The message that follows is a simple one. It contains basic tips on conducting interviews. Newcomers to the process should carefully read this information. Even seasoned professionals may wish to review it from time to time.
Being interviewed is an art. Some people are naturals. They can get their message across, tackle the problem areas with an appropriate measure of honesty and still let their personality come through enough to make the reporter want to call back for future stories.
For most people, however, interview skills come with time and practice. You can't control what a reporter will ask or write, but you can present yourself and your company in a favorable light, and as a result, exert some influence on the outcome of the story.
Some people want a story to read as though their mother wrote it; others have an "as-long-as-they-spell-the-name-right" attitude. The appropriate, realistic expectation falls somewhere in between.
The story won't be perfect or contain all the things you consider important. The reporter may have a bias with which you may not agree. But what counts is not every word in the story; it is the general impression that the story leaves with its readers. In time, after several stories, the things you want to see will probably begin to appear.
The following are basic suggestions for taking interviews:
- Before the interview, think of all the things most people ask about you, your company and your specialty. Be prepared to answer all these questions.
- Think of the points people should know about you -- things that are different or unique. During the interview, when an opening occurs, bring up these subjects. (If you don't and your public relations counsel is present at the interview, he or she will probably find a way to do so. That is the reason for your counsel's presence.)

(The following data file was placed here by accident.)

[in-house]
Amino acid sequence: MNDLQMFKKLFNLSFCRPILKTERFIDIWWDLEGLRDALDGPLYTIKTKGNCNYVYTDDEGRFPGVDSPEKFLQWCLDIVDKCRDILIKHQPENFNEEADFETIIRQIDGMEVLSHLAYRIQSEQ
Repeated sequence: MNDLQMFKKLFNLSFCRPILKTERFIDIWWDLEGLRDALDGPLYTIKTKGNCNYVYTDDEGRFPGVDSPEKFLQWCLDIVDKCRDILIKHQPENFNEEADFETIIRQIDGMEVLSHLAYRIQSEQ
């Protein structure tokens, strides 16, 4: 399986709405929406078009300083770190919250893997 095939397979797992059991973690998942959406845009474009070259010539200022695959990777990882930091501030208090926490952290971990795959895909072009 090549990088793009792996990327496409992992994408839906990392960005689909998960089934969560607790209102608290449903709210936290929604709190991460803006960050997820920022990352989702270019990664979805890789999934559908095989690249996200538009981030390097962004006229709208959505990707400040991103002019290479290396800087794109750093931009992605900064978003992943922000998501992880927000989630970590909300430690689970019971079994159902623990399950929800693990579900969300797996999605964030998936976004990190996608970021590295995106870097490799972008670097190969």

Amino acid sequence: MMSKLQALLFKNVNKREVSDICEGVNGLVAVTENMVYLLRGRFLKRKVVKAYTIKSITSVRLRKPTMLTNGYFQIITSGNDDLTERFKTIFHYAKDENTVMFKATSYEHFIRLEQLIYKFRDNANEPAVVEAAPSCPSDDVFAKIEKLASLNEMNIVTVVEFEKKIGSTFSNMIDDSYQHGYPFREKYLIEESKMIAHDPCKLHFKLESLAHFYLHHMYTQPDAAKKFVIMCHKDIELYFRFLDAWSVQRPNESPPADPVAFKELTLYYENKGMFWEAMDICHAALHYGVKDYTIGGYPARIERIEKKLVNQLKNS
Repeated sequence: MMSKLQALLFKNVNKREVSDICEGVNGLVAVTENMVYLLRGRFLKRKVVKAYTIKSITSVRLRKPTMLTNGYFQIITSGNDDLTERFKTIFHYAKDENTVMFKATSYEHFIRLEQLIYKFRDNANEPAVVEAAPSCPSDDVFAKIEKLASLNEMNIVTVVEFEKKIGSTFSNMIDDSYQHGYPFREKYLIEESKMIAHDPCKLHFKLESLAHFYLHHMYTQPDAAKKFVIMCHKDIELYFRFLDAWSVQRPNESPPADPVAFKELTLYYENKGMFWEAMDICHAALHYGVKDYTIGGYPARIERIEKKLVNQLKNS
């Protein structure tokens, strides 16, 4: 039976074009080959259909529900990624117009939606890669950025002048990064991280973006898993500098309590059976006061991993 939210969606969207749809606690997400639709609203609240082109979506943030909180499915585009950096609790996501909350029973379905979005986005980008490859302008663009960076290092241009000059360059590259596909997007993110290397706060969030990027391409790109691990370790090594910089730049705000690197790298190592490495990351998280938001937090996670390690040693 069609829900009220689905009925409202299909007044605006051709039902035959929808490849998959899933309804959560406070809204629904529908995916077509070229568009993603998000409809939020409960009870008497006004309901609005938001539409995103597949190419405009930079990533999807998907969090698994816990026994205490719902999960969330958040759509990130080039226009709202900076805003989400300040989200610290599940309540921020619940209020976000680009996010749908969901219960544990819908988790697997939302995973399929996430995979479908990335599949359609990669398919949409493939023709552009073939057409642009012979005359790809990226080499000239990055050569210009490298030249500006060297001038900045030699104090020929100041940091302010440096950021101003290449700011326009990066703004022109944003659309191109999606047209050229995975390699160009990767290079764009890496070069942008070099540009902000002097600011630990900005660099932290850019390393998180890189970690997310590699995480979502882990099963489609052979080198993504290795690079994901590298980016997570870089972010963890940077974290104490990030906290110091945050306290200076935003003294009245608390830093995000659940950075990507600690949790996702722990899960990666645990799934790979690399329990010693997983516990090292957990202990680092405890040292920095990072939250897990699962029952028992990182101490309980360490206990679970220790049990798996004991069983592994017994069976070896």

- When doing a radio or television show, be sure to repeat the name of your company or product. Unlike an article which can be re-read, a viewer or listener may miss or forget your name. Subtly inserting your name ("...well at The Phelps Group we feel that...") will greatly enhance the benefit of the exposure.
- Consider the problem areas inherent in your industry. You could be asked about them, so be prepared with answers that put you and your company in the most favorable light.
- Assume the interviewer knows nothing about you, your product or service, your company or your industry. Be prepared to explain everything in simple terms. Have photographs available if appropriate (don't be surprised if a "medical writer" knows little about medicine, or a "real estate writer" knows little about real estate. This could be his or her first article on a new beat). Even if reporters understand their subjects, they in turn are writing for readers who probably don't.
- Don't feel rushed. When faced with a difficult question, take a moment to think about the appropriate answer.
- Be friendly and enthusiastic. Your attitude toward your product and company will be conveyed to the interviewer this way.
- Dress according to the image you wish to convey (for television interviews, stay away from white, black and prints).
- ASSUME THAT NOTHING IS OFF THE RECORD! If you don't want to see something in print, don't bring up the subject.
- Avoid four-letter words. Even common ones, such as "hell" and "damn," look terrible in print.
- If appropriate, let the interviewer know you'll be happy to answer any questions they may have about your product, service or industry at any time in the future. (If he or she takes advantage of your offer, be sure to return the call promptly.)
As a final note, now that these cautions have been conveyed, just relax and enjoy the interview. Letting your personality come through is far more important than guarding every word. An interview represents more than just one story. It is an opportunity to establish a relationship with the press that can prove invaluable in the future.